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Plant Physiol. 2009 May;150(1):388-401. doi: 10.1104/pp.109.136648. Epub 2009 Mar 18.

Rice virescent3 and stripe1 encoding the large and small subunits of ribonucleotide reductase are required for chloroplast biogenesis during early leaf development.

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  • 1Department of Plant Science, Plant Genomics and Breeding Institute, and Research Institute for Agriculture and Life Sciences, Seoul National University, Seoul 151-921, Korea.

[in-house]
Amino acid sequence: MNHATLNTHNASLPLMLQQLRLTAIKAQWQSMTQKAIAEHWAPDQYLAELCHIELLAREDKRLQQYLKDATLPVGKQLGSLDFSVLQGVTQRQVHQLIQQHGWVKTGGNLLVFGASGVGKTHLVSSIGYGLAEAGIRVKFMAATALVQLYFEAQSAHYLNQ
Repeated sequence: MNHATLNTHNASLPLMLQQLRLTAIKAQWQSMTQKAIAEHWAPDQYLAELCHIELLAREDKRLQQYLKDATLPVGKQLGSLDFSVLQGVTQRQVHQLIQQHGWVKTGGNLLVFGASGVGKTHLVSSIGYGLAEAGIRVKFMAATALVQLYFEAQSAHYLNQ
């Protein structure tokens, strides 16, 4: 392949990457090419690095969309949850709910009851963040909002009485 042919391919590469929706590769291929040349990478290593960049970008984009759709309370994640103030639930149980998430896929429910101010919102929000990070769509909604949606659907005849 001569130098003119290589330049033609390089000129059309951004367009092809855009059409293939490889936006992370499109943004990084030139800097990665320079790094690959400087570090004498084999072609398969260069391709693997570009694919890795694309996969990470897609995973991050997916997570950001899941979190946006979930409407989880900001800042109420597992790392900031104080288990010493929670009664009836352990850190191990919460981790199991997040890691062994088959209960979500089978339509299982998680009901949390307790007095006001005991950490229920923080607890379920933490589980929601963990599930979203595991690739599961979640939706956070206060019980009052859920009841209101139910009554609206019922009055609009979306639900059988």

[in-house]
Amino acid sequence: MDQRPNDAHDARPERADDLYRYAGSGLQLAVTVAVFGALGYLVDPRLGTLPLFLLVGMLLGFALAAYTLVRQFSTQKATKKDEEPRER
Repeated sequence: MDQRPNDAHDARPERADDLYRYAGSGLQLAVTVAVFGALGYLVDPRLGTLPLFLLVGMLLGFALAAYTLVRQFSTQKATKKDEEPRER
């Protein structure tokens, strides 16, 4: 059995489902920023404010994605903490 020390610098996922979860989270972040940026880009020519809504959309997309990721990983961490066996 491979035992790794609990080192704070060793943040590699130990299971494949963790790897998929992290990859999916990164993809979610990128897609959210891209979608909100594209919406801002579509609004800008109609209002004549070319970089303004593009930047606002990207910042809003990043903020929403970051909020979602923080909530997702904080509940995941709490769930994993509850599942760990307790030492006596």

The virescent3 (v3) and stripe1 (st1) mutants in rice (Oryza sativa) produce chlorotic leaves in a growth stage-dependent manner under field conditions. They are temperature-conditional mutants that produce bleached leaves at a constant 20 degrees C or 30 degrees C but almost green leaves under diurnal 30 degrees C/20 degrees C conditions. Here, we show V3 and St1, which encode the large and small subunits of ribonucleotide reductase (RNR), RNRL1, and RNRS1, respectively. RNR regulates the rate of deoxyribonucleotide production for DNA synthesis and repair. RNRL1 and RNRS1 are highly expressed in the shoot base and in young leaves, and the expression of the genes that function in plastid transcription/translation and in photosynthesis is altered in v3 and st1 mutants, indicating that a threshold activity of RNR is required for chloroplast biogenesis in developing leaves. There are additional RNR homologs in rice, RNRL2 and RNRS2, and eukaryotic RNRs comprise alpha(2)beta(2) heterodimers. In yeast, RNRL1 interacts with RNRS1 (RNRL1:RNRS1) and RNRL2:RNRS2, but no interaction occurs between other combinations of the large and small subunits. The interacting activities are RNRL1:RNRS1 > RNRL1:rnrs1(st1) > rnrl1(v3):RNRS1 > rnrl1(v3):rnrs1(st1), which correlate with the degree of chlorosis for each genotype. This suggests that missense mutations in rnrl1(v3) and rnrs1(st1) attenuate the first alphabeta dimerization. Moreover, wild-type plants exposed to a low concentration of an RNR inhibitor, hydroxyurea, produce chlorotic leaves without growth retardation, reminiscent of v3 and st1 mutants. We thus propose that upon insufficient activity of RNR, plastid DNA synthesis is preferentially arrested to allow nuclear genome replication in developing leaves, leading to continuous plant growth.

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